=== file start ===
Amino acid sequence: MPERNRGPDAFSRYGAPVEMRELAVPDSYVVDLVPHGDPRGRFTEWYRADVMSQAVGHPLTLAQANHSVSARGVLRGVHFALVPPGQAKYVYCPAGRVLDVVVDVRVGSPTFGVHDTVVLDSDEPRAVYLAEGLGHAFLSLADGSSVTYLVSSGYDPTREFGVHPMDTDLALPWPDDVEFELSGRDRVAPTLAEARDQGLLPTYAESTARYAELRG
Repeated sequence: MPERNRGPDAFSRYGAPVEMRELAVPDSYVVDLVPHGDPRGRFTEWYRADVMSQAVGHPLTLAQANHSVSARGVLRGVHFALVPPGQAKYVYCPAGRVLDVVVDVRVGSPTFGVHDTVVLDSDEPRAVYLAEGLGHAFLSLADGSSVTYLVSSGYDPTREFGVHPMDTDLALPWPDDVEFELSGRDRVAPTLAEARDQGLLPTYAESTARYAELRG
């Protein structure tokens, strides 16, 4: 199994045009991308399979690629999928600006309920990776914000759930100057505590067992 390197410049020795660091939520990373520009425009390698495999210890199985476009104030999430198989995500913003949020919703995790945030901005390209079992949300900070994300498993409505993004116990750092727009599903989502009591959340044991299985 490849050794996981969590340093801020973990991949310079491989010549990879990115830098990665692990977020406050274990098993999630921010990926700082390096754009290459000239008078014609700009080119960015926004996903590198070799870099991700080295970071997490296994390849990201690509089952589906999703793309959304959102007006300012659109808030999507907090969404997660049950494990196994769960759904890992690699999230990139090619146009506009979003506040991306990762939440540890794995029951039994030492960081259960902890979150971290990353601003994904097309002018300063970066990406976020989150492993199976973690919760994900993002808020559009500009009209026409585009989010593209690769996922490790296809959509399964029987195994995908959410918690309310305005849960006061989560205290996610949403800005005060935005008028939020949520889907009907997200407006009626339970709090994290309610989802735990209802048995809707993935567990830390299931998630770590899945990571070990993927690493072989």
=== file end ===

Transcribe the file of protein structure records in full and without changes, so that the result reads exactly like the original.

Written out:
Amino acid sequence: MPERNRGPDAFSRYGAPVEMRELAVPDSYVVDLVPHGDPRGRFTEWYRADVMSQAVGHPLTLAQANHSVSARGVLRGVHFALVPPGQAKYVYCPAGRVLDVVVDVRVGSPTFGVHDTVVLDSDEPRAVYLAEGLGHAFLSLADGSSVTYLVSSGYDPTREFGVHPMDTDLALPWPDDVEFELSGRDRVAPTLAEARDQGLLPTYAESTARYAELRG
Repeated sequence: MPERNRGPDAFSRYGAPVEMRELAVPDSYVVDLVPHGDPRGRFTEWYRADVMSQAVGHPLTLAQANHSVSARGVLRGVHFALVPPGQAKYVYCPAGRVLDVVVDVRVGSPTFGVHDTVVLDSDEPRAVYLAEGLGHAFLSLADGSSVTYLVSSGYDPTREFGVHPMDTDLALPWPDDVEFELSGRDRVAPTLAEARDQGLLPTYAESTARYAELRG
């Protein structure tokens, strides 16, 4: 199994045009991308399979690629999928600006309920990776914000759930100057505590067992 390197410049020795660091939520990373520009425009390698495999210890199985476009104030999430198989995500913003949020919703995790945030901005390209079992949300900070994300498993409505993004116990750092727009599903989502009591959340044991299985 490849050794996981969590340093801020973990991949310079491989010549990879990115830098990665692990977020406050274990098993999630921010990926700082390096754009290459000239008078014609700009080119960015926004996903590198070799870099991700080295970071997490296994390849990201690509089952589906999703793309959304959102007006300012659109808030999507907090969404997660049950494990196994769960759904890992690699999230990139090619146009506009979003506040991306990762939440540890794995029951039994030492960081259960902890979150971290990353601003994904097309002018300063970066990406976020989150492993199976973690919760994900993002808020559009500009009209026409585009989010593209690769996922490790296809959509399964029987195994995908959410918690309310305005849960006061989560205290996610949403800005005060935005008028939020949520889907009907997200407006009626339970709090994290309610989802735990209802048995809707993935567990830390299931998630770590899945990571070990993927690493072989």